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10Now there was a disciple in Damascus named Ananias. The Lord said to him in a vision, “Ananias.” He answered, “Here I am, Lord.” 11The Lord said to him, “Get up and go to the street called Straight, and at the house of Judas look for a man of Tarsus named Saul. At this moment he is praying, 12and he has seen in a vision a man named Ananias come in and lay his hands on him so that he might regain his sight.” 13But Ananias answered, “Lord, I have heard from many about this man, how much evil he has done to your saints in Jerusalem; 14and here he has authority from the chief priests to bind all who invoke your name.” 15But the Lord said to him, “Go, for he is an instrument whom I have chosen to bring my name before Gentiles and kings and before the people of Israel; 16I myself will show him how much he must suffer for the sake of my name.” 17So Ananias went and entered the house. He laid his hands on Saul and said, “Brother Saul, the Lord Jesus, who appeared to you on your way here, has sent me so that you may regain your sight and be filled with the Holy Spirit.” 18And immediately something like scales fell from his eyes, and his sight was restored. Then he got up and was baptized.
Ananias, I see you.
Literary scholars might try to call you an “unseen character” since you only had a short cameo in the book of Acts, chapter 9, and we don’t know you well, even though your influence has been immeasurable.
Or maybe some promote you to the title “supporting role.”
We shouldn’t push you to the background of the story of the church.
You changed the course of history, Ananias.
When you heard God’s calling to you to go to the person who was seeking to kill you, you must have wanted to run away like Jonah.
But you didn’t even say “no.”
Well, you did understandably ask for some logistical clarification—wanting to be sure that you and God were talking about the same Saul. Then, once you understood the assignment, you did it!
You actually went.
When you found him, you called Saul, “Brother,” as if you and he were friends.
What you did, what you said, the courage and grace you showed—that’s who the church is called to be.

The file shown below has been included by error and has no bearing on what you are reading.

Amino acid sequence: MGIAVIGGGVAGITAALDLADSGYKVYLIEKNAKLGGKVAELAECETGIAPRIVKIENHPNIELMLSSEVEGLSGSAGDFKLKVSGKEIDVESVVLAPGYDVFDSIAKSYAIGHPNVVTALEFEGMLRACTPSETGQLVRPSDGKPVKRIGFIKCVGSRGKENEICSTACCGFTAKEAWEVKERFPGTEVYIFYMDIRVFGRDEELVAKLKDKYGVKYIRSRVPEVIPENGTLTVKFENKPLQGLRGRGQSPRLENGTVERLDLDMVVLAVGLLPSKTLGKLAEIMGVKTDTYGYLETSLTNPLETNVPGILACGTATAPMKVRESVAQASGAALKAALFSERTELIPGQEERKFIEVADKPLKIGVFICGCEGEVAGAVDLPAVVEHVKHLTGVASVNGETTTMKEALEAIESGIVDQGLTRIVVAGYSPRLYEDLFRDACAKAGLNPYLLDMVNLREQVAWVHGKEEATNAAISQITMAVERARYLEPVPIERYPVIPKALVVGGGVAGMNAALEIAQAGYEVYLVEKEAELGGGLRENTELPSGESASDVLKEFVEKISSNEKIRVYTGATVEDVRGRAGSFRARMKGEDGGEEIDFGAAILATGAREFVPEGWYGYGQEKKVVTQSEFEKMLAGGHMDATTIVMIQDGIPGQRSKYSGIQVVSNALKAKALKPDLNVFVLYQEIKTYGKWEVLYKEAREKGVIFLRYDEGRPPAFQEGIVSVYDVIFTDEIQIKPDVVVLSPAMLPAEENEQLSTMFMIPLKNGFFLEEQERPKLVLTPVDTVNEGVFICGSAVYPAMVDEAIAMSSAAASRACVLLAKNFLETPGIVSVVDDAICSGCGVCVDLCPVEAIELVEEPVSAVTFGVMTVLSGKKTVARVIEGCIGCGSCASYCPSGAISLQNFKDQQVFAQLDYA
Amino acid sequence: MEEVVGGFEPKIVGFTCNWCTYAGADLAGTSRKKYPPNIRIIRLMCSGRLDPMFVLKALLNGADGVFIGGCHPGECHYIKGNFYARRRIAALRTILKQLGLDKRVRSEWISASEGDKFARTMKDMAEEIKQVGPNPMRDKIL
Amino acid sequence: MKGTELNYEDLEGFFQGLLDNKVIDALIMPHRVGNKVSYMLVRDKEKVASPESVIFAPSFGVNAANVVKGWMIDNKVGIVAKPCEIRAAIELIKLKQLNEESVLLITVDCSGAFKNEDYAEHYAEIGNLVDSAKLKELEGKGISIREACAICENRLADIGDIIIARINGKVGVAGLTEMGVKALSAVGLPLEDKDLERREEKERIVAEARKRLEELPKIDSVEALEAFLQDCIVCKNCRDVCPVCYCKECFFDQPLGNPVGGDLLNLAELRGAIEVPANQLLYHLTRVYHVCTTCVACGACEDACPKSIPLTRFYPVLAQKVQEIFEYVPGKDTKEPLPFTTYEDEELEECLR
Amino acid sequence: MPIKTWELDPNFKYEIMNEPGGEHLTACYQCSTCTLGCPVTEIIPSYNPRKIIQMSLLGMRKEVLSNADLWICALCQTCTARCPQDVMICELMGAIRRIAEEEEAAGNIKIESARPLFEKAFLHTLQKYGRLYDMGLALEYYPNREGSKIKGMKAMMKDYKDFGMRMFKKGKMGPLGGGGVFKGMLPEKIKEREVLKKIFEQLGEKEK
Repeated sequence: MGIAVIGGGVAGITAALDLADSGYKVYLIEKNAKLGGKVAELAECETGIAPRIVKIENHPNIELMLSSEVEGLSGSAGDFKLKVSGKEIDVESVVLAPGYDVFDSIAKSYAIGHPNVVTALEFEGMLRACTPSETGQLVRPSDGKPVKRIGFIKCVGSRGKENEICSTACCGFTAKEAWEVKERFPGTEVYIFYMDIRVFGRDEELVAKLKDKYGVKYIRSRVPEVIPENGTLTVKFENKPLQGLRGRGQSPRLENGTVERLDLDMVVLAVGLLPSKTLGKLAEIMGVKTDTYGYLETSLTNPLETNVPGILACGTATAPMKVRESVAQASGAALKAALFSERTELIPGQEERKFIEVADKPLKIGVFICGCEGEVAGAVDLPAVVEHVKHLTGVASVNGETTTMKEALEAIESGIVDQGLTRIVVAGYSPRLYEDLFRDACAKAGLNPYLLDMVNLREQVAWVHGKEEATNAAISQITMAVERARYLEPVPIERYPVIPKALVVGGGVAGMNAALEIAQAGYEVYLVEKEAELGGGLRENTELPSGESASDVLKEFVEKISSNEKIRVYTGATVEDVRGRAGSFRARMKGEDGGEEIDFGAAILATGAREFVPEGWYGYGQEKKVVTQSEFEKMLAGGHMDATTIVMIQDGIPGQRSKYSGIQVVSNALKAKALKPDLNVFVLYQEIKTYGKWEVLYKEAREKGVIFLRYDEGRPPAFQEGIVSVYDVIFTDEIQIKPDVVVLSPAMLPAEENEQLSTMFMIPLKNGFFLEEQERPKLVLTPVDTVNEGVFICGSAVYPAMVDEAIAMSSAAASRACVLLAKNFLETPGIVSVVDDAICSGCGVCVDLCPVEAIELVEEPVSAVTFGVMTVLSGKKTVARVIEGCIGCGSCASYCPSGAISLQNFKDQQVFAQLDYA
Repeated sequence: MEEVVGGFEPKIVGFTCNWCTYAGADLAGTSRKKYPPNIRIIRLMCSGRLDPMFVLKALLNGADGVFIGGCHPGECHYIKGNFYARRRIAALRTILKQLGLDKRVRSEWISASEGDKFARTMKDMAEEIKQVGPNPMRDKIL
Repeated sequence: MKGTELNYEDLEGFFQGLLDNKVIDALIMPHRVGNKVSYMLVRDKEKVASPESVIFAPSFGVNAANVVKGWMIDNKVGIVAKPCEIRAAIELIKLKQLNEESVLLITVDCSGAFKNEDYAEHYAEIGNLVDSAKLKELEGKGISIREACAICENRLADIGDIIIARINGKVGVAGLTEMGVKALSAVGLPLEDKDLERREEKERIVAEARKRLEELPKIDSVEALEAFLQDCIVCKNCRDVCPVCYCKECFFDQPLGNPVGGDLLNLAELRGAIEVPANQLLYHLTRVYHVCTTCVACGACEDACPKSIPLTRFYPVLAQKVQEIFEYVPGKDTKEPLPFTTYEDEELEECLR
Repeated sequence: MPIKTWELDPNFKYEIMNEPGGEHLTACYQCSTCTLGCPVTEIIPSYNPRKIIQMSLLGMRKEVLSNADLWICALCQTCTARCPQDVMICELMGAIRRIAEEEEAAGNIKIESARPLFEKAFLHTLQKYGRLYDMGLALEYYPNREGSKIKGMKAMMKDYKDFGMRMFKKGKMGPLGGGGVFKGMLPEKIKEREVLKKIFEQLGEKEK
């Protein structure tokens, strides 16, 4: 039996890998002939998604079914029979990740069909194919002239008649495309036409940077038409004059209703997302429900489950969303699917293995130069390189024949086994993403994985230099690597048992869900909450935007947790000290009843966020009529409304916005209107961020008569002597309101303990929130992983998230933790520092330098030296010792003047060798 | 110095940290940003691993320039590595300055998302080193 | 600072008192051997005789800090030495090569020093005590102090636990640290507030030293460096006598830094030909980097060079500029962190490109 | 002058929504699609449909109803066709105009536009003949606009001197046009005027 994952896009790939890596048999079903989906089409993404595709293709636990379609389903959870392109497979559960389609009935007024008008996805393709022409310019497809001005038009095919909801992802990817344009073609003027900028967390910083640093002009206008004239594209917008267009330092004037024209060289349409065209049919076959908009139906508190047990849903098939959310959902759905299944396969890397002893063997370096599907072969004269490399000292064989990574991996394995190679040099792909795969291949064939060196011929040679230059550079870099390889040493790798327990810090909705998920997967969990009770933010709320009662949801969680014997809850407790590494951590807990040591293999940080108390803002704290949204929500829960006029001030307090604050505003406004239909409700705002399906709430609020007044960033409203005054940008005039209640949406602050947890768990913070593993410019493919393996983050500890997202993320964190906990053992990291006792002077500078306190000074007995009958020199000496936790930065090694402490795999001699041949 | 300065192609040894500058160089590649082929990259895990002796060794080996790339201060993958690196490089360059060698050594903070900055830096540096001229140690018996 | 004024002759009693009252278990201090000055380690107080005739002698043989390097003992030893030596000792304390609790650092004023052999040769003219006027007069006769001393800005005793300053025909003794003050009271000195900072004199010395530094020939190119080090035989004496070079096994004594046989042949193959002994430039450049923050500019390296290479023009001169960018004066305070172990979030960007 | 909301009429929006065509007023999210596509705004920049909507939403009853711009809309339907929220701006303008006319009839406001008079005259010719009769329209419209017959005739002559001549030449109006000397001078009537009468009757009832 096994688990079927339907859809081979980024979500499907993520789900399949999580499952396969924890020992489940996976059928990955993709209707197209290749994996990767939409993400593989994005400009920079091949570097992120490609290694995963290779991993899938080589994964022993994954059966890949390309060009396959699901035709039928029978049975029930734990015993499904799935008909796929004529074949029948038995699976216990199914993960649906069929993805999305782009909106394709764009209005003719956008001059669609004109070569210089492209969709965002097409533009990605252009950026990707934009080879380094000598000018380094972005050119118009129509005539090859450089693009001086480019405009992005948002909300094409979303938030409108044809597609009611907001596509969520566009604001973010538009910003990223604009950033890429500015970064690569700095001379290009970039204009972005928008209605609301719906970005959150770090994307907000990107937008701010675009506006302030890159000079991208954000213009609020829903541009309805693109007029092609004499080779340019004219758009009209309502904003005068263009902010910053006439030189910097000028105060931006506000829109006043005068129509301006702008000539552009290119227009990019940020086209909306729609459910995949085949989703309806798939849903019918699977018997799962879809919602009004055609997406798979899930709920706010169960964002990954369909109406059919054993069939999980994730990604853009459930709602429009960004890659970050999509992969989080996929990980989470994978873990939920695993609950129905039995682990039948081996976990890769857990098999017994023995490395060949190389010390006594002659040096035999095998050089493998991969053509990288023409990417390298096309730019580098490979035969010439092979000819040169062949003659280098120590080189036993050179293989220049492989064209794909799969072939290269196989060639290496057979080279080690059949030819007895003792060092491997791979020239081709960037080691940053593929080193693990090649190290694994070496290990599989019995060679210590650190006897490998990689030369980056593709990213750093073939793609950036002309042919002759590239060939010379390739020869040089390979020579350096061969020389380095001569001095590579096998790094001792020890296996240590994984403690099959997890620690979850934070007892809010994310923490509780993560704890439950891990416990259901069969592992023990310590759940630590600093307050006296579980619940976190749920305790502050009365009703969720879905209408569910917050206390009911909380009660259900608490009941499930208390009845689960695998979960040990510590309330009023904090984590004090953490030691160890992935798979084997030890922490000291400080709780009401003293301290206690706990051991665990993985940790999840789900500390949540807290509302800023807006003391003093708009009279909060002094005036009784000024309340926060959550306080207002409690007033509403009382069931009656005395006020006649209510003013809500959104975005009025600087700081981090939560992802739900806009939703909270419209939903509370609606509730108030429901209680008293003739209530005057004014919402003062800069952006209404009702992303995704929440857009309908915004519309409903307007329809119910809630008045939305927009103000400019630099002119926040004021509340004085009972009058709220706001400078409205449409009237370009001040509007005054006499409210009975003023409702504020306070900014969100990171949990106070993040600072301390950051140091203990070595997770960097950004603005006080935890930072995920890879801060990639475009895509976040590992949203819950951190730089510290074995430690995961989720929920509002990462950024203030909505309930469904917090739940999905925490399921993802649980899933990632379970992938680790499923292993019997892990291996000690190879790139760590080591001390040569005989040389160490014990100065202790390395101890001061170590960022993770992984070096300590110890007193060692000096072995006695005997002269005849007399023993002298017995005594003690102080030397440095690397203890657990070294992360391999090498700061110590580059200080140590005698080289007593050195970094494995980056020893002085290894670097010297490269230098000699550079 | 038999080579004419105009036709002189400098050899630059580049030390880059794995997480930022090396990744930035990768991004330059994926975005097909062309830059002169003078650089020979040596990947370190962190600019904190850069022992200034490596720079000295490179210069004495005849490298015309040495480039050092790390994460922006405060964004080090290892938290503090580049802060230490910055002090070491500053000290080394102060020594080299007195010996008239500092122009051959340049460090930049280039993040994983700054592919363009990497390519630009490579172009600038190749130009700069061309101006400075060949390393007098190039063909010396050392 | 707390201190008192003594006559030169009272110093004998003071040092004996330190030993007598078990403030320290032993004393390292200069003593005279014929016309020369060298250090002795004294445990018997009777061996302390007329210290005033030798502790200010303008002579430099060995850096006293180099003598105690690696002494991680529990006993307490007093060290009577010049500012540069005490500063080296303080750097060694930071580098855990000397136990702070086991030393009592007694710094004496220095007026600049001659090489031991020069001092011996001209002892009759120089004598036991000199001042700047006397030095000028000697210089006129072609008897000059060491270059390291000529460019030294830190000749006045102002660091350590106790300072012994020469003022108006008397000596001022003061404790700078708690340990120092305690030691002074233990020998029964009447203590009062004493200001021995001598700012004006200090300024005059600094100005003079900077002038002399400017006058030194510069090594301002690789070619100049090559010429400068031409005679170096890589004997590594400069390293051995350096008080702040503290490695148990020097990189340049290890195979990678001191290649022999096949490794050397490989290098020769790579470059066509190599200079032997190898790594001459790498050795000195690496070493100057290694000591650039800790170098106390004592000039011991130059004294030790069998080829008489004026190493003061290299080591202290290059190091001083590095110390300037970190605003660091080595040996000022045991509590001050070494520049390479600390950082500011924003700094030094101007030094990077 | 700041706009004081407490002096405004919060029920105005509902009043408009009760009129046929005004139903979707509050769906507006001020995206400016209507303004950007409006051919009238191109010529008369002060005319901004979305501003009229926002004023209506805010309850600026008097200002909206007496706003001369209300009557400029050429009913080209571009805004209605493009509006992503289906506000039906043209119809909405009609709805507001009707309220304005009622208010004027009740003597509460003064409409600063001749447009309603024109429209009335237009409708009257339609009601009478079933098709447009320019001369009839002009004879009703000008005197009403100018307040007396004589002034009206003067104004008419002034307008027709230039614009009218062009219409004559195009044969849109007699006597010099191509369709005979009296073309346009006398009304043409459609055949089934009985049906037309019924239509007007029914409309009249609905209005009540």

Our culture today is divided, still.
And there are chasms in our relationships that feel too great to ever cross.
We struggle to have meaningful conversations with people with whom we disagree, even when they are family!
We fight with each other online, on text messages, in public, in traffic, at work. We argue about politics, science, history, education, faith, war, and taxes.
These are ancient controversies that have been given new life with names like Critical Race Theory and with the assistance of social media and YouTube.
And even while we feel — or are — completely justified in our opinions, it doesn’t change the fact that “they” have their firm convictions as well.
These stressors have been magnified with the collective stress of the current pandemic, and our relationships feel irreparable.
There is so much tension in the air everywhere we go, even in our homes.
It puts us on the defensive all the time. Ananias, how did you do it?
How did you set down your honor and pride to approach the very person seeking to do you harm?
How did you lay your hands on him with the hope that he would be healed from his well-deserved blindness?
How did you call him “Brother”?
I see people in the church following your example all the time.
There are pastors who have been wounded by petty insults and attacks of condescending church members and yet still show up to their aggressors’ homes, graciously offering prayer and care when a family member dies.
There are church leaders who work tirelessly and faithfully to build up a children’s program, while fielding complaints that there are no children in the church.
There are Christians who hopefully and cheerfully gather for church potlucks and pass the peace to fellow believers who have shown them no welcome or peace.
There are disciples of Jesus, just like you, out there, doing their best to follow God’s call, even if it means showing grace without reciprocation.
We have seen you, Ananias.
You are not an unseen character in our story.
You do not belong in the background.
Thank you for calling Saul your brother, before he was willing to do the same to you.
Thank you for giving us the courage to follow the Lord’s call, even when it comes with great risks.
Thank you for teaching us humility to show grace, even to our enemies.
Ananias, thank you for showing us who Jesus has called us to be.
The Rev. Catherine Cavazos Renken has served as the Pastor of Kirkwood Presbyterian Church in Kennesaw, Ga., since September 2011 and as the Moderator of Cherokee Presbytery since February 2022. She received an M.Div from Columbia Theological Seminary and B.A. in Journalism from The University of Texas at Arlington. She has served churches in Brentwood, Tenn; North Palm Beach, Fla., and Fort Worth, Texas. Catherine volunteers as a Chaplain for the Cobb County Police and is passionate about supporting organizations that fight human trafficking. Catherine is married to Brad, who is the owner of Hearthstone Luxury Pools + Outdoors, and she is the beaming mother of two young children.